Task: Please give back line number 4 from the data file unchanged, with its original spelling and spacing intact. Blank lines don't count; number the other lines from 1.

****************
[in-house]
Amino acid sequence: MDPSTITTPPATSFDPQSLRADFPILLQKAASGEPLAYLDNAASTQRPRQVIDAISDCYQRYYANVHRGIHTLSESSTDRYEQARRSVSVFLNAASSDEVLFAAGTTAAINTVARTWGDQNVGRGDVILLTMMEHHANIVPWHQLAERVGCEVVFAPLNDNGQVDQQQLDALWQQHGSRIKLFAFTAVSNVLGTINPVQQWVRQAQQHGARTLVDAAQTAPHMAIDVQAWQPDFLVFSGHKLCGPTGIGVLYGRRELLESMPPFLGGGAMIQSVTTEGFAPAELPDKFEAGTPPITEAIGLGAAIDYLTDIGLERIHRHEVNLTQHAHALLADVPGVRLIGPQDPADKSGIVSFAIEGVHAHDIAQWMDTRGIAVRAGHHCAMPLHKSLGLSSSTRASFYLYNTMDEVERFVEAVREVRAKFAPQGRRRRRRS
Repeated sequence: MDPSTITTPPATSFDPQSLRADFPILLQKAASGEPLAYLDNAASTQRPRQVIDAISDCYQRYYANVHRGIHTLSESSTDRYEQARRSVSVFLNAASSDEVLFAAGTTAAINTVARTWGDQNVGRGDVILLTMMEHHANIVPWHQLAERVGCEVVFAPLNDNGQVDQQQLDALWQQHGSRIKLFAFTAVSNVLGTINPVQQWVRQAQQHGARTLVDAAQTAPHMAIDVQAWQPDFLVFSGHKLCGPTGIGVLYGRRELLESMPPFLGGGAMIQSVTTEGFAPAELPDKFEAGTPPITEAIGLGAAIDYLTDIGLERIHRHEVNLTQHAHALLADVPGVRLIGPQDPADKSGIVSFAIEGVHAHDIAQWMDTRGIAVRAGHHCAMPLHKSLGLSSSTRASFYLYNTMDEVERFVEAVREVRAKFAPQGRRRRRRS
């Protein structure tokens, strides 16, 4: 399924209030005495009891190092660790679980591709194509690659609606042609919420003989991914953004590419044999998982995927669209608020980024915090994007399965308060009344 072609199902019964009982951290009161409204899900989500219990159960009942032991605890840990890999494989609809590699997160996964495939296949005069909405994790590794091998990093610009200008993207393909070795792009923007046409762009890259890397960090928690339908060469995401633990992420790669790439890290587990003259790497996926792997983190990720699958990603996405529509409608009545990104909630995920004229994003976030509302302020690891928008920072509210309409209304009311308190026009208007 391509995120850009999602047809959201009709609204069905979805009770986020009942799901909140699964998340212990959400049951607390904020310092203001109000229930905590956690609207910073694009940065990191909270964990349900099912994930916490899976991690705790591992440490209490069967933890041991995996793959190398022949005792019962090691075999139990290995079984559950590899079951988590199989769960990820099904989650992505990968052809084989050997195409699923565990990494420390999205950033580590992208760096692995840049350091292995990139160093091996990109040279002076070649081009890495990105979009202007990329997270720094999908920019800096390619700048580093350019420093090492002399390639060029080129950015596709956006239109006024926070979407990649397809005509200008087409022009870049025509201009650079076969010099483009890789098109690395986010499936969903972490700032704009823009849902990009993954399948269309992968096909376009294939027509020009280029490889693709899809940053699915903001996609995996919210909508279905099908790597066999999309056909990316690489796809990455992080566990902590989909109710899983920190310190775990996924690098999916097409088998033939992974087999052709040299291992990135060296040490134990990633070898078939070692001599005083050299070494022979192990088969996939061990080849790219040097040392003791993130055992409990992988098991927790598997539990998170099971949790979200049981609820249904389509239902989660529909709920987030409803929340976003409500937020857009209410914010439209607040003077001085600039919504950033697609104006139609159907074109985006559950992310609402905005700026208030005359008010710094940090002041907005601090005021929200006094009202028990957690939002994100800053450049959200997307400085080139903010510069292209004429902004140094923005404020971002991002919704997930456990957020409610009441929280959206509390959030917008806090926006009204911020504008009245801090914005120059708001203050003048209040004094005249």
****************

């Protein structure tokens, strides 16, 4: 399924209030005495009891190092660790679980591709194509690659609606042609919420003989991914953004590419044999998982995927669209608020980024915090994007399965308060009344 072609199902019964009982951290009161409204899900989500219990159960009942032991605890840990890999494989609809590699997160996964495939296949005069909405994790590794091998990093610009200008993207393909070795792009923007046409762009890259890397960090928690339908060469995401633990992420790669790439890290587990003259790497996926792997983190990720699958990603996405529509409608009545990104909630995920004229994003976030509302302020690891928008920072509210309409209304009311308190026009208007 391509995120850009999602047809959201009709609204069905979805009770986020009942799901909140699964998340212990959400049951607390904020310092203001109000229930905590956690609207910073694009940065990191909270964990349900099912994930916490899976991690705790591992440490209490069967933890041991995996793959190398022949005792019962090691075999139990290995079984559950590899079951988590199989769960990820099904989650992505990968052809084989050997195409699923565990990494420390999205950033580590992208760096692995840049350091292995990139160093091996990109040279002076070649081009890495990105979009202007990329997270720094999908920019800096390619700048580093350019420093090492002399390639060029080129950015596709956006239109006024926070979407990649397809005509200008087409022009870049025509201009650079076969010099483009890789098109690395986010499936969903972490700032704009823009849902990009993954399948269309992968096909376009294939027509020009280029490889693709899809940053699915903001996609995996919210909508279905099908790597066999999309056909990316690489796809990455992080566990902590989909109710899983920190310190775990996924690098999916097409088998033939992974087999052709040299291992990135060296040490134990990633070898078939070692001599005083050299070494022979192990088969996939061990080849790219040097040392003791993130055992409990992988098991927790598997539990998170099971949790979200049981609820249904389509239902989660529909709920987030409803929340976003409500937020857009209410914010439209607040003077001085600039919504950033697609104006139609159907074109985006559950992310609402905005700026208030005359008010710094940090002041907005601090005021929200006094009202028990957690939002994100800053450049959200997307400085080139903010510069292209004429902004140094923005404020971002991002919704997930456990957020409610009441929280959206509390959030917008806090926006009204911020504008009245801090914005120059708001203050003048209040004094005249």